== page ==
Gervinho, eater of worlds.
Arsenal's preseason victory over Koln brought us one week closer to the start of the season, and also closer in terms of understanding where Arsenal are at right now. With new signing Gervinho having finally played for Arsenal, it's becoming easier to predict how Arsenal will play next season.
1. Gervinho is well suited to the wide forward role
30 minutes, two goals, a chance created and 2 passes. Gervinho did 3 positive things out of the 5 touches he got, which isn't that bad, really (I believe Wenger would call it "efficient"). What was impressive, though, besides the two goals, was the way he finished his chances and the runs he made. Both finishes were prototypical poacher goals, and both runs were off the shoulder of the last defender. That is because at Arsenal, the poacher, if it still exists, exists as a wide forward.
Someone like Theo Walcott, or Carlos Vela or Gervinho, will make a diagonal run behind the centre backs, space that is created by the movement of the false 9 (either Robin van Persie or Marouane Chamakh). Today, Gervinho had excellent understanding with Chamakh, and made that sort of run for the first goal, and with his second goal made a run towards the penalty area in the hope he'd be found, just like a poacher would. Gervinho is more than a poacher, of course, as he has shown for Lille, but having a player making these sorts of runs will be a big help.
2. The Pressing system is getting there
Well, with the team that played in the first half, anyway. In the first half, Arsenal pressed fairly well, with Theo Walcott, Jack Wilshere and Alex Song always eager to close players down, and, thus Arsenal were able to play a high line with some fair success. There were some wrinkles that had to do with Kieran Gibbs and Carl Jenkinson's positioning, and it would be helpful if Arsenal returned to through-marking, thereby eliminating all options. Of course, that requires a lot of energy that may not be available in pre-season, but it was somewhat worrying that Köln sometimes had a man free who was able to play a long pass to trouble Vermaelen and Koscielny. And, of course, Arsenal were susceptible to counter attacks, which can be helped somewhat by pressing immediately after losing the ball.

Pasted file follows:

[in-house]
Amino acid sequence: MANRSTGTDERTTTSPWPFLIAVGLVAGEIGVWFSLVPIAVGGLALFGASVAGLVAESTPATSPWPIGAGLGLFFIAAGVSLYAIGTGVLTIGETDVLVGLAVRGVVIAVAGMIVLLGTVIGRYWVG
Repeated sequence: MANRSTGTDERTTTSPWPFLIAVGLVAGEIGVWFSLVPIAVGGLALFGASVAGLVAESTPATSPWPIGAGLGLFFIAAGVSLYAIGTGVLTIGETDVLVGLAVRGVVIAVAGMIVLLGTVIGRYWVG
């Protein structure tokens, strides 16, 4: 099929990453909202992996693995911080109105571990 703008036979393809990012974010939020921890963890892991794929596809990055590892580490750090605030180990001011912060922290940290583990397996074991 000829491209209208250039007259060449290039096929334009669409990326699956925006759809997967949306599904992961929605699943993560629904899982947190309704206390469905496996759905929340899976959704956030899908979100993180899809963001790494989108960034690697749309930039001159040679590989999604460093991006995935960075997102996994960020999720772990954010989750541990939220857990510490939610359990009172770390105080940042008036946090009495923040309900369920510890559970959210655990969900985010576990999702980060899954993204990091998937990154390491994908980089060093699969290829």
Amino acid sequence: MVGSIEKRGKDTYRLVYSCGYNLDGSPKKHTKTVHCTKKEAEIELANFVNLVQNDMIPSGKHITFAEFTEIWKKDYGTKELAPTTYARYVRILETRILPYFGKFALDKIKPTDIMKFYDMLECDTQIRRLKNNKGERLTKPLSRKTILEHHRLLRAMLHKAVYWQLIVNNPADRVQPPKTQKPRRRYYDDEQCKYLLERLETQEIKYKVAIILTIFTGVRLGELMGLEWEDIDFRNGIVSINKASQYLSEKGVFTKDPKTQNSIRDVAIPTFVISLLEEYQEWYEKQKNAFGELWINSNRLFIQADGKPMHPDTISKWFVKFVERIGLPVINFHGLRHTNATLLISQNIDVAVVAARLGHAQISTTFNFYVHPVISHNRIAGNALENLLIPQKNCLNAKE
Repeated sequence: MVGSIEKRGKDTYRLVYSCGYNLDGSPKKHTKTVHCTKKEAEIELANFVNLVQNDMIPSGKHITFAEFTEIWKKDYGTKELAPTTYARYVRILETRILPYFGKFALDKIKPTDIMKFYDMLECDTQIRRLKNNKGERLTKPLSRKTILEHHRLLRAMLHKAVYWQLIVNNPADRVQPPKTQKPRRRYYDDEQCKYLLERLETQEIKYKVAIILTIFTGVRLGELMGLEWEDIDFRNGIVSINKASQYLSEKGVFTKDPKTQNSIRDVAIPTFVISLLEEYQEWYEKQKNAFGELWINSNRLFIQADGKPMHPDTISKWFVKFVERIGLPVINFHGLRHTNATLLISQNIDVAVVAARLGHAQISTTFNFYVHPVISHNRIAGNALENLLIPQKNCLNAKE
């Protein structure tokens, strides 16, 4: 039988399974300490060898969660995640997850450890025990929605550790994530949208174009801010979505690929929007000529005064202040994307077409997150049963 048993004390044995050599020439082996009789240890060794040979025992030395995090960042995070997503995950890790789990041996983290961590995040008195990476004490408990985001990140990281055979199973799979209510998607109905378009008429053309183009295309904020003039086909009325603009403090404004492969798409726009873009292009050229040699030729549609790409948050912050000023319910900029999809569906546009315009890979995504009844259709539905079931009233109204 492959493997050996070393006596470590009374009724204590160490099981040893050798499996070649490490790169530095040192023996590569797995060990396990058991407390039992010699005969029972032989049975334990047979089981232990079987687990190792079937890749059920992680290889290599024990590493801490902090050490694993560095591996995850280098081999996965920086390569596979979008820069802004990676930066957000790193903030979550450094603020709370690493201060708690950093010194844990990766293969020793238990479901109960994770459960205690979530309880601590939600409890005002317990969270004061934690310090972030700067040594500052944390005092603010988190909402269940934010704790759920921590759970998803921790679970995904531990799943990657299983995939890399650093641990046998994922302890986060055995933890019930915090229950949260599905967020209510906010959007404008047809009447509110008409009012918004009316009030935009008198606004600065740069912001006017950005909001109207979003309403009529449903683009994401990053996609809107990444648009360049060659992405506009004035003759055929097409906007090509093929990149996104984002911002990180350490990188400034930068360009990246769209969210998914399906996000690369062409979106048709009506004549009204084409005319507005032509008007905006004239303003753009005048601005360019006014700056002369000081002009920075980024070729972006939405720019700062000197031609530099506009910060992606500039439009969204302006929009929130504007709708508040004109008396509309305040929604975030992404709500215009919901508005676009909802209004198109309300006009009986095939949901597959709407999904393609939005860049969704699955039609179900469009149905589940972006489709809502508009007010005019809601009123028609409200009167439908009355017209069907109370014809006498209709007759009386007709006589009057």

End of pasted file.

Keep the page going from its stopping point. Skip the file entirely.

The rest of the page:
3. A High Line is Suicidal, with no pressure
We're not really learning this at all; If someone has watched Arsenal enough over the last couple of season, they would've realised at some point that Arsenal defend horrifically when they play a high offside line and there's no pressure on the player with the ball. Stewart Robson may say it one too many times, but he is right. In the second half, Arsenal, aside from Emmanuel Frimpong, and at times Robin van Persie and Tomas Rosicky, didn't press. Coupled with Sebastien Squillaci's snail-like pace, Arsenal looked extremely vulnerable, and could've easily conceded one or two goals. If Arsene Wenger is putting out a team that he knows doesn't press well (and surely, after so many years with these players he must realise who does and doesn't press well), he has to instruct the backline to defend deeper. Otherewise, it's too easy for the opposition to employ the usual "beat-Arsenal" plan.
4. Dynamism is essential to the midfield
Jack Wilshere, Abou Diaby and Patrick Vieira all share something in common: The ability to make driving, dynamic, box to box runs. The best Arsenal midfields have had that, and that is why Arsenal suffer when they don't have Cesc Fabregas or Jack Wilshere in the side. Samir Nasri and Tomas Rosicky are two very good players, but Nasri is not suited to the number 10 role, and while Rosicky can turn well and is a very good incisive passer, he is not as dynamic and direct as Wilshere (nor does he come from deep). It's these sort of runs that can break down defensive sides, and that is why Wenger persists with Abou Diaby, because he is such a powerful player. But with Diaby permanently injured, Wenger could do worse than signing a similar type of player, because without this threat, Arsenal's midfield becomes static and slow.